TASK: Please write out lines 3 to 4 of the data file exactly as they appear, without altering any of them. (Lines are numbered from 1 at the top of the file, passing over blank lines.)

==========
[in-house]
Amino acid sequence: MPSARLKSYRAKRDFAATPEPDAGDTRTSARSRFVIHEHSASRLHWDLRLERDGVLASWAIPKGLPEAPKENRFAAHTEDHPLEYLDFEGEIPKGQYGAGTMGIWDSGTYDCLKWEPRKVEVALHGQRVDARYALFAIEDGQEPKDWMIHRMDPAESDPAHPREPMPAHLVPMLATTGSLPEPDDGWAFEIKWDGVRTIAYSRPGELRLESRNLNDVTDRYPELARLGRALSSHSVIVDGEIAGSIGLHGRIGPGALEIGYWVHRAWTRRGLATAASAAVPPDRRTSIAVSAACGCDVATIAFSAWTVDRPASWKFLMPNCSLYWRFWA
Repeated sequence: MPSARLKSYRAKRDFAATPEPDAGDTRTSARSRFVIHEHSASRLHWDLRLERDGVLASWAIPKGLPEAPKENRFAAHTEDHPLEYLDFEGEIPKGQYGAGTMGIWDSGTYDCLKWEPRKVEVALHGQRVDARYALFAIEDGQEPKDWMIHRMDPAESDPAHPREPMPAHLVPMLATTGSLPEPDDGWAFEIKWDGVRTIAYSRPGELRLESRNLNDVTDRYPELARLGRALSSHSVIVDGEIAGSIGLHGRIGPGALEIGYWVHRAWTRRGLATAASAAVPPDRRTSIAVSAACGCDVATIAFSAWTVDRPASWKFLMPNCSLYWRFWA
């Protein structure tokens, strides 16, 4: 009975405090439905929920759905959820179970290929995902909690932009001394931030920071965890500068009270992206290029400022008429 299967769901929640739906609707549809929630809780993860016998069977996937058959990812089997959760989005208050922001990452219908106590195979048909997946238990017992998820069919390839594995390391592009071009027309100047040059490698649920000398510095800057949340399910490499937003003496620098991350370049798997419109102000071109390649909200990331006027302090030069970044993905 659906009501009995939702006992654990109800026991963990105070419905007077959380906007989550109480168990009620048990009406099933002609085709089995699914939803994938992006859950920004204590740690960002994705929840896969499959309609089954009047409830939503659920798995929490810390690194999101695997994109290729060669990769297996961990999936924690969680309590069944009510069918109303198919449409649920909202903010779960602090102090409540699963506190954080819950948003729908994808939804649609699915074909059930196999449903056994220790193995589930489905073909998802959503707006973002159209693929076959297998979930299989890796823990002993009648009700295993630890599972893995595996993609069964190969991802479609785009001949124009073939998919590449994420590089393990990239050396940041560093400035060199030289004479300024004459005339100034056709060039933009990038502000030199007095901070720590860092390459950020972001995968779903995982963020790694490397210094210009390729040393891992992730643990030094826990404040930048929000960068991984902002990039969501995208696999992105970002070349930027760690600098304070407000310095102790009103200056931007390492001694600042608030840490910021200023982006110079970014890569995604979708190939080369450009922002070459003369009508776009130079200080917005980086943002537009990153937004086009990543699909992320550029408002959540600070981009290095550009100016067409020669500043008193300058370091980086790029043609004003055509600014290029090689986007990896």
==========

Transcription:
Repeated sequence: MPSARLKSYRAKRDFAATPEPDAGDTRTSARSRFVIHEHSASRLHWDLRLERDGVLASWAIPKGLPEAPKENRFAAHTEDHPLEYLDFEGEIPKGQYGAGTMGIWDSGTYDCLKWEPRKVEVALHGQRVDARYALFAIEDGQEPKDWMIHRMDPAESDPAHPREPMPAHLVPMLATTGSLPEPDDGWAFEIKWDGVRTIAYSRPGELRLESRNLNDVTDRYPELARLGRALSSHSVIVDGEIAGSIGLHGRIGPGALEIGYWVHRAWTRRGLATAASAAVPPDRRTSIAVSAACGCDVATIAFSAWTVDRPASWKFLMPNCSLYWRFWA
């Protein structure tokens, strides 16, 4: 009975405090439905929920759905959820179970290929995902909690932009001394931030920071965890500068009270992206290029400022008429 299967769901929640739906609707549809929630809780993860016998069977996937058959990812089997959760989005208050922001990452219908106590195979048909997946238990017992998820069919390839594995390391592009071009027309100047040059490698649920000398510095800057949340399910490499937003003496620098991350370049798997419109102000071109390649909200990331006027302090030069970044993905 659906009501009995939702006992654990109800026991963990105070419905007077959380906007989550109480168990009620048990009406099933002609085709089995699914939803994938992006859950920004204590740690960002994705929840896969499959309609089954009047409830939503659920798995929490810390690194999101695997994109290729060669990769297996961990999936924690969680309590069944009510069918109303198919449409649920909202903010779960602090102090409540699963506190954080819950948003729908994808939804649609699915074909059930196999449903056994220790193995589930489905073909998802959503707006973002159209693929076959297998979930299989890796823990002993009648009700295993630890599972893995595996993609069964190969991802479609785009001949124009073939998919590449994420590089393990990239050396940041560093400035060199030289004479300024004459005339100034056709060039933009990038502000030199007095901070720590860092390459950020972001995968779903995982963020790694490397210094210009390729040393891992992730643990030094826990404040930048929000960068991984902002990039969501995208696999992105970002070349930027760690600098304070407000310095102790009103200056931007390492001694600042608030840490910021200023982006110079970014890569995604979708190939080369450009922002070459003369009508776009130079200080917005980086943002537009990153937004086009990543699909992320550029408002959540600070981009290095550009100016067409020669500043008193300058370091980086790029043609004003055509600014290029090689986007990896």